2. Sub-district/District level: Fisheries Dept., Forestry Dept., Planning Dept., Social Agency, Technical Outreach and Extension Agency (PPL), Multi-stakeholder Mangrove Management Working Group (KKMD);
  3. Provincial level: Fisheries Dept, Forestry Dept, Planning, Technical Outreach and Extension Agency (PPL), KKMD;
  4. National level: Ministry of Environment, Ministry of Forestry, Mangrove Management Agency (BPHM I), Multi-stakeholder Mangrove Management Working Group (KKMN).

The University of Hasanuddin provided technical support, background studies, guidance and eight university undergraduate and graduate volunteers. Additional, on-going technical support is being provided by National University of Singapore – Geography Department (modeling, substrate elevation measurements) and Charles Darwin University – Research Institute for Environment and Livelihoods (carbon stock assessment, livelihood monitoring guidance).

Main Objectives:

  • Improved hydrology and promotion of natural revegetation in 400 ha of disused aquaculture ponds with minimal need for planting mangroves.
  • 1250 – 3750 volunteer (not planted) seedlings established and growing healthy (compared to benchmark) three years after initial hydrological rehabilitation.
  • Re-establishment of the natural biodiversity of mangrove fauna (species and community associations) – based on previous surveys and interviews with elders.
  • Development of community based mangrove management regulations; primarily delineating sustainable timber harvest practices and zones, as well as village conservation forests (hutan pangandriang).
  • Improved community awareness and vigilance through formation of forest management learning groups (FMLGs) and “Womangrove” groups, development of sustainable livelihood alternatives and support of environmental education for school children.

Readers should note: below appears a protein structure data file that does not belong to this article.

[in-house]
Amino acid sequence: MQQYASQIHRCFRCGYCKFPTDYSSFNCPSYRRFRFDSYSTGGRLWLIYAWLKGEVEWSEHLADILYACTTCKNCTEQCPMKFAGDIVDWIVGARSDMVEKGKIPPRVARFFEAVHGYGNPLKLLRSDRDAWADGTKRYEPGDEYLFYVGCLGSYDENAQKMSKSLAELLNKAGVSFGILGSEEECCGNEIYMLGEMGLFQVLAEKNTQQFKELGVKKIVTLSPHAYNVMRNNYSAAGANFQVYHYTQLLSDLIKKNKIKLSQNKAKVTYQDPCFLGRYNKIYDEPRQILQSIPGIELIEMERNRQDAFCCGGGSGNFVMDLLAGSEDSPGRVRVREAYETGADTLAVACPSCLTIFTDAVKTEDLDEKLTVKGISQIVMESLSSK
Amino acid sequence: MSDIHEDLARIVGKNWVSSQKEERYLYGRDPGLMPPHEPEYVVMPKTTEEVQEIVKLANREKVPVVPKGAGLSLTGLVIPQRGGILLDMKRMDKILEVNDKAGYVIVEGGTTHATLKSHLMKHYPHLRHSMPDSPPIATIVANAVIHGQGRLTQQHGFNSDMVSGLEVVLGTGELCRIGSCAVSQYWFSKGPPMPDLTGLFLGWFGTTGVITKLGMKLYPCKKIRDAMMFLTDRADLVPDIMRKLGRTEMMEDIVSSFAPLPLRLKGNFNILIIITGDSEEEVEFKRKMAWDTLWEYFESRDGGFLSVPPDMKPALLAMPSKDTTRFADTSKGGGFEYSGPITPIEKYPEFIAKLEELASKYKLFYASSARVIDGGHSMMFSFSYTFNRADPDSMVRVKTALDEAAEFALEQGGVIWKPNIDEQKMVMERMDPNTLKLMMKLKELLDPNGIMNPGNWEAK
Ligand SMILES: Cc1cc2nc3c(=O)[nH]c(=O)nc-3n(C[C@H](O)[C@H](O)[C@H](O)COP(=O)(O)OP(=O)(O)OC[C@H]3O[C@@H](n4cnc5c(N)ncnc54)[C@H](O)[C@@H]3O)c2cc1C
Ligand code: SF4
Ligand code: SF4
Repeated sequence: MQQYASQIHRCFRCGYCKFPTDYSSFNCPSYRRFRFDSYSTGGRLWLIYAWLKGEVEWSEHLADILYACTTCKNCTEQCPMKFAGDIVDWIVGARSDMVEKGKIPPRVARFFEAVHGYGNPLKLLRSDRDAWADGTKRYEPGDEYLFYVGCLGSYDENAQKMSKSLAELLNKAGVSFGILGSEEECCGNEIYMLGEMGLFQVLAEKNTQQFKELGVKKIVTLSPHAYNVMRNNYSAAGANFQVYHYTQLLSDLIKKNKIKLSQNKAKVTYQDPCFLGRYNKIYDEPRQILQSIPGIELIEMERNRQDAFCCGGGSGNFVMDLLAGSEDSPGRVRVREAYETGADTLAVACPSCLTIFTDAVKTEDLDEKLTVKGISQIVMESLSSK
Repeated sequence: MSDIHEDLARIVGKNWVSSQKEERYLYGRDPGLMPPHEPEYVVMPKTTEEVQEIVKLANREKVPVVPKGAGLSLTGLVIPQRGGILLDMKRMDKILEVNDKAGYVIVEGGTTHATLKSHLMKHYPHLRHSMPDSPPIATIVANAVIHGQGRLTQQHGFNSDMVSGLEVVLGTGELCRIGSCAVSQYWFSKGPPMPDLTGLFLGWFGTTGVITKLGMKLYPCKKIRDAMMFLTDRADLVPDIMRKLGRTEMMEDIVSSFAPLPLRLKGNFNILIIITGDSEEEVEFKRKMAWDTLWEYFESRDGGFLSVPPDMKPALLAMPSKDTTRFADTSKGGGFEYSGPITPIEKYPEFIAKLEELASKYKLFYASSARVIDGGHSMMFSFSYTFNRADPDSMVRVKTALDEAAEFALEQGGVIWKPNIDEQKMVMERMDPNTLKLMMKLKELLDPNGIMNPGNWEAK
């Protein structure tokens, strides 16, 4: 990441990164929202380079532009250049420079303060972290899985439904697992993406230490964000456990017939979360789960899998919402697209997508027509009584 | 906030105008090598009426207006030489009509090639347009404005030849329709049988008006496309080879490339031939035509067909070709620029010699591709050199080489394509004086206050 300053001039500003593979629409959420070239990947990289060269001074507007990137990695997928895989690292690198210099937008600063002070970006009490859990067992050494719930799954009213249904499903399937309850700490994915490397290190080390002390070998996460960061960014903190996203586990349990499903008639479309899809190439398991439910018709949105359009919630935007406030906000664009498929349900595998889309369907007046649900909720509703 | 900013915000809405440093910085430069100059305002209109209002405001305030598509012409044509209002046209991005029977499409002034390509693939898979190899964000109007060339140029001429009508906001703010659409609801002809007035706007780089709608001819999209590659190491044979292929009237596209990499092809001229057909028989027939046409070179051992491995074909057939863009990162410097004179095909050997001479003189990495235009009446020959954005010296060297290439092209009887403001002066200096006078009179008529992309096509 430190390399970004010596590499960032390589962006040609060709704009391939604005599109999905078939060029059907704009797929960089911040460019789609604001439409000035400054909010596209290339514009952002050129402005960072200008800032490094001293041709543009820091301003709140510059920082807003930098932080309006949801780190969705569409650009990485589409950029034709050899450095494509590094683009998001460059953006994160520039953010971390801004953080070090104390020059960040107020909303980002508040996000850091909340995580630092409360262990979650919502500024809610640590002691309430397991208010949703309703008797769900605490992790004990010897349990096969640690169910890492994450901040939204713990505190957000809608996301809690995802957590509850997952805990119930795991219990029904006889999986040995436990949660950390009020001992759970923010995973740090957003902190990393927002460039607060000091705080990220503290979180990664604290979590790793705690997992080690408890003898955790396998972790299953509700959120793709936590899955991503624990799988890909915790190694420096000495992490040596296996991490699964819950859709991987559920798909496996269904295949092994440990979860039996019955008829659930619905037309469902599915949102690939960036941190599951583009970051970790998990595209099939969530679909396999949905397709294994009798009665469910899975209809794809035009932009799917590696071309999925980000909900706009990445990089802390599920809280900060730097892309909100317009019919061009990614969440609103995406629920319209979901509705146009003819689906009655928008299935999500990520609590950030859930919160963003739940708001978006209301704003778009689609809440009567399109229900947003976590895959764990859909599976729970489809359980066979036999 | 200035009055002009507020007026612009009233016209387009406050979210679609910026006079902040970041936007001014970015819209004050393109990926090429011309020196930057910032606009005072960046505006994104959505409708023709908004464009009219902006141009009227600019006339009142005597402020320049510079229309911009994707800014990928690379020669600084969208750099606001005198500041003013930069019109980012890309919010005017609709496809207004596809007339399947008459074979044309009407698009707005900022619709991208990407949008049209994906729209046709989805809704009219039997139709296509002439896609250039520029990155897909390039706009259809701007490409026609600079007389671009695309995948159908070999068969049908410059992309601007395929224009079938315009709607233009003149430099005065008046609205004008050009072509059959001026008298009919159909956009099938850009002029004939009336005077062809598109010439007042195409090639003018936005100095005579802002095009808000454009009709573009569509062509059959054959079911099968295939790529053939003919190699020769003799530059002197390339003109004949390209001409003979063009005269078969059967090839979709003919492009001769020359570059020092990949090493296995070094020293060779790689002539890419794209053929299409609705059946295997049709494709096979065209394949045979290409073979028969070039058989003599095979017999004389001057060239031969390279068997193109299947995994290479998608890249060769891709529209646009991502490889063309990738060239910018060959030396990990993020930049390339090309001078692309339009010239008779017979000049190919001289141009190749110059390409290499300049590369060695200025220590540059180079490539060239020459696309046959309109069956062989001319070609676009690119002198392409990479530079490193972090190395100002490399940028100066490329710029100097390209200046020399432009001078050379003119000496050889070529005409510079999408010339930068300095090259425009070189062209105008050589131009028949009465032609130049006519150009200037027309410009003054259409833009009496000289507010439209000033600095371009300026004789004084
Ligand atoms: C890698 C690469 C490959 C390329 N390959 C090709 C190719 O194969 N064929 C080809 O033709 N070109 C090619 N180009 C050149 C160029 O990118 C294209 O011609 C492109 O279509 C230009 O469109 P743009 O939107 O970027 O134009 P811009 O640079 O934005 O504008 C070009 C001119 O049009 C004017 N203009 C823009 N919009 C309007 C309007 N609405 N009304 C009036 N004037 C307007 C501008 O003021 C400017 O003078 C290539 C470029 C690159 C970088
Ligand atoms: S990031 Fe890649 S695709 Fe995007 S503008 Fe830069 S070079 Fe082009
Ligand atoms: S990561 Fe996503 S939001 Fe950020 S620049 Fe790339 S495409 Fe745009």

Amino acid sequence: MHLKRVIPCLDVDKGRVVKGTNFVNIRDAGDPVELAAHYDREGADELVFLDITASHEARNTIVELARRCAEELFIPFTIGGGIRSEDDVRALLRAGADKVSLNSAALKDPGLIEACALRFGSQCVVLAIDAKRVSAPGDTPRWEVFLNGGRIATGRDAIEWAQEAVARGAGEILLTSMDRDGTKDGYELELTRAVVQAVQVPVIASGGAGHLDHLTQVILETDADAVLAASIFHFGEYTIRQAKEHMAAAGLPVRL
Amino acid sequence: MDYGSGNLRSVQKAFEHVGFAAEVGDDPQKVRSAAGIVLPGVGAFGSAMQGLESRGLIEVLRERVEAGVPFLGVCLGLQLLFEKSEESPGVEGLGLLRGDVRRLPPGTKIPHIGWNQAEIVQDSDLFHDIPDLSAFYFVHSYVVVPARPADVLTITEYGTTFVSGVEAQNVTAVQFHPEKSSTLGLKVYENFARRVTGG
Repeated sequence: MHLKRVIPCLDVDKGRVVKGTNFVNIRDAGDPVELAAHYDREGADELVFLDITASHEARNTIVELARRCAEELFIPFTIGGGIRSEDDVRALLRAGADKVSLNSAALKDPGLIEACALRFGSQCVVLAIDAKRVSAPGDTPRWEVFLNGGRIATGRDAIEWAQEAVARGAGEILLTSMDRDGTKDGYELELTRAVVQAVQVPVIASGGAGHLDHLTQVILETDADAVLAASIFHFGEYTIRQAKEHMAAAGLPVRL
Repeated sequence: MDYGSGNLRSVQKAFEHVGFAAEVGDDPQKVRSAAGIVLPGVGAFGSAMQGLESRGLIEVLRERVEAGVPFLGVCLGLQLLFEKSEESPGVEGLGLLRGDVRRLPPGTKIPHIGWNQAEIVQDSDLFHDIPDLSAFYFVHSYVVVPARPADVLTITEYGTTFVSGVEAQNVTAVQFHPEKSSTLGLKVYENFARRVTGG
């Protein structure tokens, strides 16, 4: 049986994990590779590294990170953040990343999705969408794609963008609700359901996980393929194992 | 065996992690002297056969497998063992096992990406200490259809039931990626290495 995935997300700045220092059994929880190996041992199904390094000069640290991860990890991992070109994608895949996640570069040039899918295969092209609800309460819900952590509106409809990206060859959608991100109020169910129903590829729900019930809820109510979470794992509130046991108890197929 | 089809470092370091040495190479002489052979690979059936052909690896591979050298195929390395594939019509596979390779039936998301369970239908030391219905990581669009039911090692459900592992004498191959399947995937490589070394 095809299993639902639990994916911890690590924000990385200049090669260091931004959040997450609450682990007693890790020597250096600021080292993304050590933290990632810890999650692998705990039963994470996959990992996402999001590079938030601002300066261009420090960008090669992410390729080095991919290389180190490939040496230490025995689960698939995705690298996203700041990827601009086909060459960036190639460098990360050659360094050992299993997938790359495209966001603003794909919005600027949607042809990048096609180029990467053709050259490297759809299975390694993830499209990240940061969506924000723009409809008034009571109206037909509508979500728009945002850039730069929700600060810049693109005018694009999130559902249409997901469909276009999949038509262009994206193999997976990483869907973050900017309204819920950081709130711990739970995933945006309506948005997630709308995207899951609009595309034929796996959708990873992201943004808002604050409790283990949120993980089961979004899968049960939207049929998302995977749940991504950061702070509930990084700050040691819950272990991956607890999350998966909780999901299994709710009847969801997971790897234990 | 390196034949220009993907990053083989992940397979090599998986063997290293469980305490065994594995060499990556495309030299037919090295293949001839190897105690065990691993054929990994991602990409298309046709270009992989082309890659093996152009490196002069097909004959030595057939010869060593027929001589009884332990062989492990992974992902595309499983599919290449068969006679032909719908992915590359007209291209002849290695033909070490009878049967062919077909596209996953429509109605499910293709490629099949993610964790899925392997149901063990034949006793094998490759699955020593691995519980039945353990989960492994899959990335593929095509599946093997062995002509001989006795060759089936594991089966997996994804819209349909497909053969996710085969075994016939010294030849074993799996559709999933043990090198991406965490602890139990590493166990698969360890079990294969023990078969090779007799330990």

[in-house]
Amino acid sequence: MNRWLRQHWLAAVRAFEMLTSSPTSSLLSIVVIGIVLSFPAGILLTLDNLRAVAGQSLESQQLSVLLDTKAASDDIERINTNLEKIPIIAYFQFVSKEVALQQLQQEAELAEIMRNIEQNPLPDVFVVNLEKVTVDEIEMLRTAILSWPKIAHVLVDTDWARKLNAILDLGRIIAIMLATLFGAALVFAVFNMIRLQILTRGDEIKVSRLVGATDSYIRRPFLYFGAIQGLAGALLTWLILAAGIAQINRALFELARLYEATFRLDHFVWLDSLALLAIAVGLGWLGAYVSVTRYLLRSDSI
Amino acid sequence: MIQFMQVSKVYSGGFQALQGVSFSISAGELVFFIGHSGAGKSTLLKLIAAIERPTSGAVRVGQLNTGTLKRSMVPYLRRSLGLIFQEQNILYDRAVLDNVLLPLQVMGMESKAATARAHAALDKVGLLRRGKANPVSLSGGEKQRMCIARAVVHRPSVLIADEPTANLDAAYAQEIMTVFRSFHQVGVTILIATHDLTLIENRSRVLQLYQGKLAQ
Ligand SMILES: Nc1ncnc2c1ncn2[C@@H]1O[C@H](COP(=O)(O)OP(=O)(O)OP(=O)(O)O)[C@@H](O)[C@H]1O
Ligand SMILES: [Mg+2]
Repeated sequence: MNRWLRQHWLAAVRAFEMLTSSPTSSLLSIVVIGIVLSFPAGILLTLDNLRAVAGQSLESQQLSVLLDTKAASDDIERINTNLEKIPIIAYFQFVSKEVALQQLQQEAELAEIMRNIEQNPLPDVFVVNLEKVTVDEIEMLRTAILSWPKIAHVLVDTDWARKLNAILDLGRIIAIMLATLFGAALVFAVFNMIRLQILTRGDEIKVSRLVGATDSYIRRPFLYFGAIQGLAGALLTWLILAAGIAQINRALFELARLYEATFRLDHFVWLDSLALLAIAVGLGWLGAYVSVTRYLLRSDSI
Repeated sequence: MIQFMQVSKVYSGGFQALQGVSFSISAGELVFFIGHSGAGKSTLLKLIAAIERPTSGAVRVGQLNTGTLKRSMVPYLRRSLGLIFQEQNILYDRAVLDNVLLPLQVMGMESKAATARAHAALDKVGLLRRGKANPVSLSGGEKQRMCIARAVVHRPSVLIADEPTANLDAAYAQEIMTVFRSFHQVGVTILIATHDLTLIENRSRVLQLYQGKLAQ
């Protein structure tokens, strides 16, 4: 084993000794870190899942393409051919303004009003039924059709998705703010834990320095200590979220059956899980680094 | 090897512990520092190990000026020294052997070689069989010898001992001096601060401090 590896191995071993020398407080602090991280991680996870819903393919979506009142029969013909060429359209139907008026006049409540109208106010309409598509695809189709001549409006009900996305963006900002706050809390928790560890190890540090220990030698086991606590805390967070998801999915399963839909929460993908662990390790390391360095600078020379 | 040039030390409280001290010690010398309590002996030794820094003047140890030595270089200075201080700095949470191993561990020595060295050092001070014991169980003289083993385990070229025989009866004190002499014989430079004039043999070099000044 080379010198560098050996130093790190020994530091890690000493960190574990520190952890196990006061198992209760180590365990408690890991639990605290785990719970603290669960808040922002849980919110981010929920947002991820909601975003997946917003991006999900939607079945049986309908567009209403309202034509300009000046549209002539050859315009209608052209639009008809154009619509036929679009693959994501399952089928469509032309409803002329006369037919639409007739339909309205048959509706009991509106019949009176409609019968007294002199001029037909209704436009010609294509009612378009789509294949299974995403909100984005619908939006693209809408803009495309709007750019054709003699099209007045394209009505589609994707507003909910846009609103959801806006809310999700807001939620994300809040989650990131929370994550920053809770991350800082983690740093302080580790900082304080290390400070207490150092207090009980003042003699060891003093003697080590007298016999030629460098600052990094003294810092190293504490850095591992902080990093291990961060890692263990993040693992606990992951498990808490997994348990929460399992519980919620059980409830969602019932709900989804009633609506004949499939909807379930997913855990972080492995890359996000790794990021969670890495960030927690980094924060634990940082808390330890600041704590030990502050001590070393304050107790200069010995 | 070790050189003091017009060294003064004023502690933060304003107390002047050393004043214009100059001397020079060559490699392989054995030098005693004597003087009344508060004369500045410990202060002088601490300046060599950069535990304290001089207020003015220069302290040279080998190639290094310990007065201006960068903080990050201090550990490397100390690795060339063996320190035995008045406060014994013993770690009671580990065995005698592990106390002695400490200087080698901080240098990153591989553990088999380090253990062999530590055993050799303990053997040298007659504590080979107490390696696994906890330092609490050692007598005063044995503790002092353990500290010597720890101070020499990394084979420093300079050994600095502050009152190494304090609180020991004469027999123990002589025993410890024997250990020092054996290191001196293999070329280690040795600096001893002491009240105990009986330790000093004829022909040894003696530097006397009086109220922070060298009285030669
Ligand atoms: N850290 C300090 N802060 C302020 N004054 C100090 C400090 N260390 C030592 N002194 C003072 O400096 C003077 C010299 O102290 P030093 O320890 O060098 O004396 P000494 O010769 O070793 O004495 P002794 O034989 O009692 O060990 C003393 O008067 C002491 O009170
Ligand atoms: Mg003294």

• Formation of a KKMD at the district level with a long-term mandate to guide conservation and sustainable utilisation of Tanakeke Island’s mangrove ecosystem.
  • Legitimisation of village community management plans by the KKMD.

Benefits to Community:

  • Storm protection. Villages on the Western end of the island have experienced extreme flooding events and erosion of landforms after conversion of mangroves to aquaculture.
  • Enhanced fisheries. Although not scientifically monitored, communities are currently monitoring crab, shrimp and fish populations in tidal creeks twice a year through participatory monitoring. Fisheries studies will be built into future projects, with the intent of re-establishing 75% of a functional fisheries equivalent to the mangrove area within seven years of restoration.
  • Improved growth of tree biomass. Current clear-felling practices (on 6-8 year cycles) and dense re-growth have resulted in low overall biomass production.
  • Increased resilience of the mangrove system due to enhanced biodiversity; especially re-establishment of mangrove species at lower intertidal elevations (Sonneratia alba, Avicennia marina and A. alba).
  • Development of non-timber forest products for subsistence use and local markets.

From the onset of the mangrove rehabilitation effort, local communities and other stakeholders expressed concern that improved mangrove management was essential to ensure the long-term ecosystem services and other benefits. Use of mangrove wood on the island is unavoidable, due to lack of terrestrial area, and distance to the mainland where liquefied petroleum gas and kerosene are sold. Nonetheless, lack of managed timber harvest was identified as the biggest threat to the future of Tanakeke’s mangroves. Clear felling for charcoal production (top) places villages at risk of increased impacts from waves, wind and flooding. Villages along the Western (windward) side of the island have all experienced increased flooding due to clear felling of coastal mangroves for charcoal production and pond development. Bottom: Villagers from Lantang Peo, Tanakeke Island, participated in a cookstove comparison between an “improved” fuel-efficient cookstove and a pair of traditional stoves. This activity was run as part of a Forest Management Field School, intended to develop more resilient socio-ecological systems.

This is an excerpt from CASE STUDY: Community Based Ecological Mangrove Rehabilitation (CBEMR) in Indonesia
From small (12-33 ha) to medium scales (400 ha) with pathways for adoption at larger scales (>5000 ha) by 
Ben Brown, Ratna Fadillah, Yusran Nurdin, Iona Soulsby and Rio Ahmad. Download the full paper and find it and many more useful research resources – all available copy-left – in our resources section.